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Author Topic: Is High Fructose Corn Syrup Culprit In CCD?  (Read 429 times)
Nonprophet
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« on: May 01, 2013, 09:05:02 AM »

A new study published yesterday suggests that the practice of feeding bees high-fructose corn syrup may be a key factor in CCD: http://phys.org/news/2013-04-high-fructose-corn-syrup-tied-worldwide.html The authors claim that by substituting HFCS for honey that the bees receive much lower levels of natural enzymes found in pollen and honey that aid in developing bees immune systems.

NP
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kathyp
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« Reply #1 on: May 01, 2013, 10:05:02 AM »

that can't be it because the EU just solved it all by banning certain pesticides.
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.....The greatest changes occur in their country without their cooperation. They are not even aware of precisely what has taken place. They suspect it; they have heard of the event by chance. More than that, they are unconcerned with the fortunes of their village, the safety of their streets, the fate of their church and its vestry. They think that such things have nothing to do with them, that they belong to a powerful stranger called “the government.” They enjoy these goods as tenants, without a sense of ownership, and never give a thought to how they might be improved.....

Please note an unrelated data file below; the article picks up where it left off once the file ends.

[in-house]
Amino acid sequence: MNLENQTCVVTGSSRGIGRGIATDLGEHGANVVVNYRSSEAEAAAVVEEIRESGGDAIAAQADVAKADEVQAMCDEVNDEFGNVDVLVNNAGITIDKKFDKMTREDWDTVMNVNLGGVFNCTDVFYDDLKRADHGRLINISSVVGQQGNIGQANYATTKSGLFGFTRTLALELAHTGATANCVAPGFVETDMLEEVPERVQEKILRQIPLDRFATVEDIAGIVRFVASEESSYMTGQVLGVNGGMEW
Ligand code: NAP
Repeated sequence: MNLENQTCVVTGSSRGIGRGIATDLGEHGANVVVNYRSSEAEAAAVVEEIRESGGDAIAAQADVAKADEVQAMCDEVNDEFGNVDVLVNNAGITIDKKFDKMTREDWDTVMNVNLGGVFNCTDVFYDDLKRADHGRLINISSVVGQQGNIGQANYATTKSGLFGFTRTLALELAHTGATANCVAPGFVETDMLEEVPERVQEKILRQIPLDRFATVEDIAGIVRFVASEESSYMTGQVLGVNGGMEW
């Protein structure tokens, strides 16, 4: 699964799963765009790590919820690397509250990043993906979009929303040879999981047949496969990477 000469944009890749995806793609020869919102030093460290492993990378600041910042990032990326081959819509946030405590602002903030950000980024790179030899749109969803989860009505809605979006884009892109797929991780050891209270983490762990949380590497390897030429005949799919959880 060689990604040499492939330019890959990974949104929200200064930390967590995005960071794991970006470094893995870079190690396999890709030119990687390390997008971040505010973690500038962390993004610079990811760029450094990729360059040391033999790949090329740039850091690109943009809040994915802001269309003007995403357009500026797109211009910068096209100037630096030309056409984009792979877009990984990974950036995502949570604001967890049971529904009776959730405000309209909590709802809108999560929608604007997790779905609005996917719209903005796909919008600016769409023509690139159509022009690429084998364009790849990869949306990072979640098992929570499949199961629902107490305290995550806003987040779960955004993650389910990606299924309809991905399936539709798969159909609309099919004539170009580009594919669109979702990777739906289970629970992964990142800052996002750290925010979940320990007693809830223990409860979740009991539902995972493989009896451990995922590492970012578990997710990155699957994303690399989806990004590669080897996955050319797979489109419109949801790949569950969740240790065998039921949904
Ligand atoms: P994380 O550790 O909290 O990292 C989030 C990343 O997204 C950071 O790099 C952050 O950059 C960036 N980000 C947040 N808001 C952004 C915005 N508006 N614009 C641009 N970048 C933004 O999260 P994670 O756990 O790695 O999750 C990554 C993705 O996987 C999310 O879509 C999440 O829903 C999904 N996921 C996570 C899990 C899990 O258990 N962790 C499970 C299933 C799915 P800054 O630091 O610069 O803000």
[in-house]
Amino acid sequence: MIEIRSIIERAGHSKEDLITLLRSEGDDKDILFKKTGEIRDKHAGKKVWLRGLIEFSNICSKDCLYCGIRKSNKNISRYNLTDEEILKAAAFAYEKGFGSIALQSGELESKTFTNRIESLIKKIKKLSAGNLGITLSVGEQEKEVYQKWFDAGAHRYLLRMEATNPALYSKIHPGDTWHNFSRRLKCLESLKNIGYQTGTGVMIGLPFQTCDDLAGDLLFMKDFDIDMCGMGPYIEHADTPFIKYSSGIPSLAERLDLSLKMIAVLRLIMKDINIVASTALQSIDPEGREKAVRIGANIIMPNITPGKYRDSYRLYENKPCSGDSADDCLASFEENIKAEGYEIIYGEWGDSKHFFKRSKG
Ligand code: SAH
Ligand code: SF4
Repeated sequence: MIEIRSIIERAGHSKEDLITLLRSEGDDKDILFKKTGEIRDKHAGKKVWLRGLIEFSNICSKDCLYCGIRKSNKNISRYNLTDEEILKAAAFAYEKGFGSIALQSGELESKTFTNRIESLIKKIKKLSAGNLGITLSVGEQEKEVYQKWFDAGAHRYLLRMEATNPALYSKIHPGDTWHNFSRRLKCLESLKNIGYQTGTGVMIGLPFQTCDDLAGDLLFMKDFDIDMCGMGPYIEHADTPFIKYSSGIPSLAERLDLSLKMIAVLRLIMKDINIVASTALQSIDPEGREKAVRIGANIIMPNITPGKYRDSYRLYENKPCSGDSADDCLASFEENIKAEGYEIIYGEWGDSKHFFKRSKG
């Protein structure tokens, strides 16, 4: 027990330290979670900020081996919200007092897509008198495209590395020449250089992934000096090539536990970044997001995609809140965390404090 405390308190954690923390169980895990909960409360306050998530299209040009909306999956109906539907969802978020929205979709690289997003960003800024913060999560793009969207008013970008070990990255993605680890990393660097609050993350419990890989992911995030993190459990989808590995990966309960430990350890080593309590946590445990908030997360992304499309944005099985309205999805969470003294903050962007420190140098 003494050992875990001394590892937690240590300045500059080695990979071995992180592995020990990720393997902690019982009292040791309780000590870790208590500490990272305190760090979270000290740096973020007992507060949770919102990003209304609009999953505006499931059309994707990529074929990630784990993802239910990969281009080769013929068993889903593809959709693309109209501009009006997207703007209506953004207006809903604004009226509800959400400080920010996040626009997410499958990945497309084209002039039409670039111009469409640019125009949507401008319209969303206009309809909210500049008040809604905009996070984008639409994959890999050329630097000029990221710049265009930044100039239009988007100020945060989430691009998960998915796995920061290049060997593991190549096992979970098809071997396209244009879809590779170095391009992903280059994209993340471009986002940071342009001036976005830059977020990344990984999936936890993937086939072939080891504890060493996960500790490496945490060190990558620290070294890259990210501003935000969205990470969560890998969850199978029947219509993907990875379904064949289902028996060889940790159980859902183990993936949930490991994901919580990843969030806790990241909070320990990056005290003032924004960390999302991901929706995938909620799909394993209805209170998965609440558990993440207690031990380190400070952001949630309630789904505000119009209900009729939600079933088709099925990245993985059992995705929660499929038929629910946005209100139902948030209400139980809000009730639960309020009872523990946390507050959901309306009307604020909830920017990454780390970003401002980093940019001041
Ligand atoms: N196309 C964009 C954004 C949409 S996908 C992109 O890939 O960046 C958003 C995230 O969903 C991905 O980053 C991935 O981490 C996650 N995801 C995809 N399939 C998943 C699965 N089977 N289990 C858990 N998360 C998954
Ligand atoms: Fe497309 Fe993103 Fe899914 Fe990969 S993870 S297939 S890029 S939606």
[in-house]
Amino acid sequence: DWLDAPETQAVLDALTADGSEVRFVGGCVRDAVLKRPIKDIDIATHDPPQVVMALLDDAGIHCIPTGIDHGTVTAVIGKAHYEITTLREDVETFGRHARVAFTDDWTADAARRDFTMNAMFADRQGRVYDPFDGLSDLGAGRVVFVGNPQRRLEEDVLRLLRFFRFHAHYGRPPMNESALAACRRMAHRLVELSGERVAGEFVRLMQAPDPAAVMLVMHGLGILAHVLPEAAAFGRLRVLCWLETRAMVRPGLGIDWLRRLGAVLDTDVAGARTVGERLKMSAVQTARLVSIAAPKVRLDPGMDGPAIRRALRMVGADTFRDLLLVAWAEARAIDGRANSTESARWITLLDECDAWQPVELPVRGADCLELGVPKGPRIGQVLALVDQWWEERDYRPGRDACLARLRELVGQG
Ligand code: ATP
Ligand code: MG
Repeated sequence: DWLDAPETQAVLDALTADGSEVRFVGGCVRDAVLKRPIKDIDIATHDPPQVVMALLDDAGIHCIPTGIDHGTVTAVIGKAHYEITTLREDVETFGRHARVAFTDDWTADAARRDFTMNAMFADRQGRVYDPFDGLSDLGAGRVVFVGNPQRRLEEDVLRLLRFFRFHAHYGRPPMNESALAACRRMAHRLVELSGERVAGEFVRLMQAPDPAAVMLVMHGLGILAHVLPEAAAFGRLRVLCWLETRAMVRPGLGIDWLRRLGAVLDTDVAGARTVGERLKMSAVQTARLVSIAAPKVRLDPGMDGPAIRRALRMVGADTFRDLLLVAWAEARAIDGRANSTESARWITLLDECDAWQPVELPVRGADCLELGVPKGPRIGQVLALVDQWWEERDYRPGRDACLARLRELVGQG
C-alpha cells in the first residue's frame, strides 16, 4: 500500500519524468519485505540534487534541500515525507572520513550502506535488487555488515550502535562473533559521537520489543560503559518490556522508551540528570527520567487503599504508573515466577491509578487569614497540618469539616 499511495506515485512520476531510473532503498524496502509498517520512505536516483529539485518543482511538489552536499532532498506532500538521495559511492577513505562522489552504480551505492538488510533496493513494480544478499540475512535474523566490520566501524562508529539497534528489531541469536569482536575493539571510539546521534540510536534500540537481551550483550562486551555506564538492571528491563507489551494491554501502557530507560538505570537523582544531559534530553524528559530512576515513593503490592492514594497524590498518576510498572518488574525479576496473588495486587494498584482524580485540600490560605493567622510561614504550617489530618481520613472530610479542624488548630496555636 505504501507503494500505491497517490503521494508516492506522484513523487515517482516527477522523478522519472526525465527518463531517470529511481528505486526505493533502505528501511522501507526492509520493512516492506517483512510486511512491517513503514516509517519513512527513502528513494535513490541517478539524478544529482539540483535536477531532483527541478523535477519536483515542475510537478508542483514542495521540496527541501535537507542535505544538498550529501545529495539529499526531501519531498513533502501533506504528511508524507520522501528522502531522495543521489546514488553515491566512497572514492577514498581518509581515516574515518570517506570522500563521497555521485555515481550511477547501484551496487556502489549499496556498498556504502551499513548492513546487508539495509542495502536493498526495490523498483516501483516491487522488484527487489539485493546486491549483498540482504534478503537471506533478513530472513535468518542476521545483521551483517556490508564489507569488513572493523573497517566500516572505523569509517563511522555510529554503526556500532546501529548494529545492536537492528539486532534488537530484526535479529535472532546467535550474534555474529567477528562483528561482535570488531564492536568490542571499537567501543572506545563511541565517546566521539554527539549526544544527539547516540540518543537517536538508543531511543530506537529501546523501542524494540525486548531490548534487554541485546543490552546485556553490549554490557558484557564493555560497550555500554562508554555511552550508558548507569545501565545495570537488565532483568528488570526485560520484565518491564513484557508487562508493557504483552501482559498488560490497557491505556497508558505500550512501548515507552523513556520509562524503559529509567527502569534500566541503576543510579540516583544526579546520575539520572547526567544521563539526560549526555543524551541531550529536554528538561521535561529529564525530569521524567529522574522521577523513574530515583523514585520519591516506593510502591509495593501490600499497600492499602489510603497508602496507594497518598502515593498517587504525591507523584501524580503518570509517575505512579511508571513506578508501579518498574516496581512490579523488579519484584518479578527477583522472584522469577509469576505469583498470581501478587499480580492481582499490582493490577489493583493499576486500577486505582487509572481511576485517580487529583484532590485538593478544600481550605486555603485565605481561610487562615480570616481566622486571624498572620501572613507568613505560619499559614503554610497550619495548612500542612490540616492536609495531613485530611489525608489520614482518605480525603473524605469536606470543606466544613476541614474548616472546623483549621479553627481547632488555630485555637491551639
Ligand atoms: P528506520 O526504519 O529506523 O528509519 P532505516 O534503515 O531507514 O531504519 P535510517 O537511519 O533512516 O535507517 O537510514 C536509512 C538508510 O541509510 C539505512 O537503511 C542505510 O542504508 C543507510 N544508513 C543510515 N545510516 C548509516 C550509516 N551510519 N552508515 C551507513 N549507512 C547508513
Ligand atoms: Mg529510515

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D Coates
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« Reply #2 on: May 01, 2013, 10:41:36 AM »

If that's the case why aren't Australian bees suffering from "CCD?" Australians have HFCS but no CCD.  Australians have the now EU banned pesticides but no "CCD"  What don't the Australians have?  Varroa mites...

that can't be it because the EU just solved it all by banning certain pesticides.

It does no good but makes them feel like they've done something, especially to what they see as evil Big Ag.  Guilty until proven innocent, a great way to have a lynching.
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10framer
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« Reply #3 on: May 01, 2013, 10:58:20 AM »

If that's the case why aren't Australian bees suffering from "CCD?" Australians have HFCS but no CCD.  Australians have the now EU banned pesticides but no "CCD"  What don't the Australians have?  Varroa mites...

that can't be it because the EU just solved it all by banning certain pesticides.

It does no good but makes them feel like they've done something, especially to what they see as evil Big Ag.  Guilty until proven innocent, a great way to have a lynching.